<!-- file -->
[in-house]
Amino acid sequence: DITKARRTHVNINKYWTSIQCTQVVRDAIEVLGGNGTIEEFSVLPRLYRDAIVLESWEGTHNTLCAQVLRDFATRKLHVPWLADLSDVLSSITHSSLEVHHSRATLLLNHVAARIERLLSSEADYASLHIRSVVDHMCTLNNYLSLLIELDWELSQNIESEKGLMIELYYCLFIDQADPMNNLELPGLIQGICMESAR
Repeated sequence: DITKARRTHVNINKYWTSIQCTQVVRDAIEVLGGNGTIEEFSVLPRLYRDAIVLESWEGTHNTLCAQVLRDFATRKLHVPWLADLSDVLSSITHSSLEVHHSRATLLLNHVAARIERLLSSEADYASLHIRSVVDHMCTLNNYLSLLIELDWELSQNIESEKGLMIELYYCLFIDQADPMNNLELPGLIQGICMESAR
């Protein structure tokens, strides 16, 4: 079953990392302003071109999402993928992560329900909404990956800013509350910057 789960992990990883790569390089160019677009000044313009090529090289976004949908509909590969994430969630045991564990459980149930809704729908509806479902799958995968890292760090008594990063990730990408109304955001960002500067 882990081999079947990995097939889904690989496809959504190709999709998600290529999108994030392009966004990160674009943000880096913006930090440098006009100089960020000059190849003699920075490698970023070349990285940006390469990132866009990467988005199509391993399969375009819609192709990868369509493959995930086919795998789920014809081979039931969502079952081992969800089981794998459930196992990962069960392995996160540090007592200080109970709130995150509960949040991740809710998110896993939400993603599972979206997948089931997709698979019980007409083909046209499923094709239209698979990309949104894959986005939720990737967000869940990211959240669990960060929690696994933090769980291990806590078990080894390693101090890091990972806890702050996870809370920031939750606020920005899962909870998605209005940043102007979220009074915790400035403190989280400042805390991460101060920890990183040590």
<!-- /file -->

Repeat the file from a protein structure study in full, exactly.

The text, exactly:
[in-house]
Amino acid sequence: DITKARRTHVNINKYWTSIQCTQVVRDAIEVLGGNGTIEEFSVLPRLYRDAIVLESWEGTHNTLCAQVLRDFATRKLHVPWLADLSDVLSSITHSSLEVHHSRATLLLNHVAARIERLLSSEADYASLHIRSVVDHMCTLNNYLSLLIELDWELSQNIESEKGLMIELYYCLFIDQADPMNNLELPGLIQGICMESAR
Repeated sequence: DITKARRTHVNINKYWTSIQCTQVVRDAIEVLGGNGTIEEFSVLPRLYRDAIVLESWEGTHNTLCAQVLRDFATRKLHVPWLADLSDVLSSITHSSLEVHHSRATLLLNHVAARIERLLSSEADYASLHIRSVVDHMCTLNNYLSLLIELDWELSQNIESEKGLMIELYYCLFIDQADPMNNLELPGLIQGICMESAR
């Protein structure tokens, strides 16, 4: 079953990392302003071109999402993928992560329900909404990956800013509350910057 789960992990990883790569390089160019677009000044313009090529090289976004949908509909590969994430969630045991564990459980149930809704729908509806479902799958995968890292760090008594990063990730990408109304955001960002500067 882990081999079947990995097939889904690989496809959504190709999709998600290529999108994030392009966004990160674009943000880096913006930090440098006009100089960020000059190849003699920075490698970023070349990285940006390469990132866009990467988005199509391993399969375009819609192709990868369509493959995930086919795998789920014809081979039931969502079952081992969800089981794998459930196992990962069960392995996160540090007592200080109970709130995150509960949040991740809710998110896993939400993603599972979206997948089931997709698979019980007409083909046209499923094709239209698979990309949104894959986005939720990737967000869940990211959240669990960060929690696994933090769980291990806590078990080894390693101090890091990972806890702050996870809370920031939750606020920005899962909870998605209005940043102007979220009074915790400035403190989280400042805390991460101060920890990183040590």